Iran

Stena Impero: Seized British-Flagged Tanker Arrives In Dubai

The vessel had been held in the southern Iranian port of Bandar Abbas since 19 July.

The oil tanker Stena Impero seen leaving Iran (Picture: MOD).

A British-flagged tanker has arrived in Dubai after being held in an Iranian port for two months.

On Friday morning, the Stena Impero and its crew left the port of Bandar Abbas, on the southern coast of Iran.

The vessel was seized by the Islamic Revolutionary Guard Corps in the Strait of Hormuz on 19 July, accused of violating international maritime law.

The Foreign Office and the ship's Swedish owner, Stena Bulk, both welcomed the Stena Impero's departure, which came amid heightened tensions between Iran and the west.

Stena Bulk said the crew headed to Dubai for medical checks and that all those on board "are safe and in high spirits".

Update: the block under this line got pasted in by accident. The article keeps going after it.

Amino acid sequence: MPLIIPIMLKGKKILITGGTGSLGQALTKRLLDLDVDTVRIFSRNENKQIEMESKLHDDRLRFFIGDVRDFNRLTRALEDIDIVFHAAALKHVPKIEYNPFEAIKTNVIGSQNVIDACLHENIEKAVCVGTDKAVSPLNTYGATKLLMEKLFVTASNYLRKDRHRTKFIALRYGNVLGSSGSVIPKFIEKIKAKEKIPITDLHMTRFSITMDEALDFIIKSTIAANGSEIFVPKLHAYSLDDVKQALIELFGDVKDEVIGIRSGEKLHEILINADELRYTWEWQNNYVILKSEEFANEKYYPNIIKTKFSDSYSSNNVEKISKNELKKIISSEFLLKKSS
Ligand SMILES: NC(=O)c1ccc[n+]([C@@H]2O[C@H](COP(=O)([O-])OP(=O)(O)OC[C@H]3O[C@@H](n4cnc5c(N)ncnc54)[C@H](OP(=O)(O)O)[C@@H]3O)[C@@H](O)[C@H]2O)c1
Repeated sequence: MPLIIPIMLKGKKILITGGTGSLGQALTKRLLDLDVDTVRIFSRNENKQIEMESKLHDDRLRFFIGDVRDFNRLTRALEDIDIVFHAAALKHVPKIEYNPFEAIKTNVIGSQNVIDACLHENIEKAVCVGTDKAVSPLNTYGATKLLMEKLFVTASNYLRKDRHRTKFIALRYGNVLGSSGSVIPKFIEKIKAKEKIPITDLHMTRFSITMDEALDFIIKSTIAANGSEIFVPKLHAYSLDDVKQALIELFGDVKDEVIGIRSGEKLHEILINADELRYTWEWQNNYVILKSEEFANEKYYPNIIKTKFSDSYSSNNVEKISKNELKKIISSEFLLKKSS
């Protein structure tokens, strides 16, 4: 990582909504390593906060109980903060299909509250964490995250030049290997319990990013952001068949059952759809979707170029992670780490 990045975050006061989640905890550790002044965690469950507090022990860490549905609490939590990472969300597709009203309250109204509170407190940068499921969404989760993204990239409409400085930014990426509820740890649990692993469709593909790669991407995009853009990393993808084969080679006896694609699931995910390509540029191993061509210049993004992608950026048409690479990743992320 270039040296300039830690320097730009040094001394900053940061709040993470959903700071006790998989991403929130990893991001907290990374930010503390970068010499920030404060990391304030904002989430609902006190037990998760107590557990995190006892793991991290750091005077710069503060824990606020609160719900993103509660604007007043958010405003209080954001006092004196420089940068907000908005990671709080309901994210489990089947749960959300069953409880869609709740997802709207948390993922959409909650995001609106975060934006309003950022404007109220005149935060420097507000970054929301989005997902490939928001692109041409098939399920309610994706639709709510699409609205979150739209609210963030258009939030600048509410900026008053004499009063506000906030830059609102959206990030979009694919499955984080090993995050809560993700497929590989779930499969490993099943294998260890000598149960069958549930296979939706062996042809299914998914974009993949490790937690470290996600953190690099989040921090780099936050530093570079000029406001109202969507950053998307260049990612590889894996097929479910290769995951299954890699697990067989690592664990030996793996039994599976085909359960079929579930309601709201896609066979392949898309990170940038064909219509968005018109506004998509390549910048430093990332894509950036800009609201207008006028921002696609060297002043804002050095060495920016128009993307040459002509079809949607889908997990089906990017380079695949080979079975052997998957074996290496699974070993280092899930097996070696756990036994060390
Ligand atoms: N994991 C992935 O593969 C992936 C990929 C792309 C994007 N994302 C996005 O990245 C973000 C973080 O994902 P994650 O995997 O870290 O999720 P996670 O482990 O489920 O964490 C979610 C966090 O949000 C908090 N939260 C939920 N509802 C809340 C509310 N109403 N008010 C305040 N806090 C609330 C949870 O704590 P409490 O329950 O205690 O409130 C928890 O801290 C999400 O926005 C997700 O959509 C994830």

Foreign Secretary Dominic Raab said: "The Stena Impero was unlawfully seized by Iran.

"It is part of a pattern of attempts to disrupt freedom of navigation.

"We are working with our international partners to protect shipping and uphold the international rule of law."

Stena Impero
The ship was seized by Iran on 19 July (Picture: Morteza Akhoundi/PA).

On Monday, Iranian government spokesman Ali Rabiei told journalists that legal proceedings against the Stena Impero had ended.

"Based on a friendly approach that allows forgiving mistakes, ground for freedom of the tanker has been paved and it can move," Mr Rabiei said.

The Stena Impero's seizure in July came after Royal Marines in Gibraltar seized an Iranian tanker carrying 130 million dollars (£104 million) in crude oil on suspicion of it breaking European Union sanctions on Syria.

Gibraltar later released the tanker, then called the Grace 1 but later renamed Adrian Darya 1, after it said Iran had promised the ship would not go to Syria.

The ship seizures came after months of heightened tensions in the Persian Gulf, sparked by US President Donald Trump's decision to withdraw from Iran's nuclear deal last year.

Iran has since begun breaking the terms of the deal, which Prime Minister Boris Johnson described as "bad" in a change of UK policy, and called for a new accord to be brokered.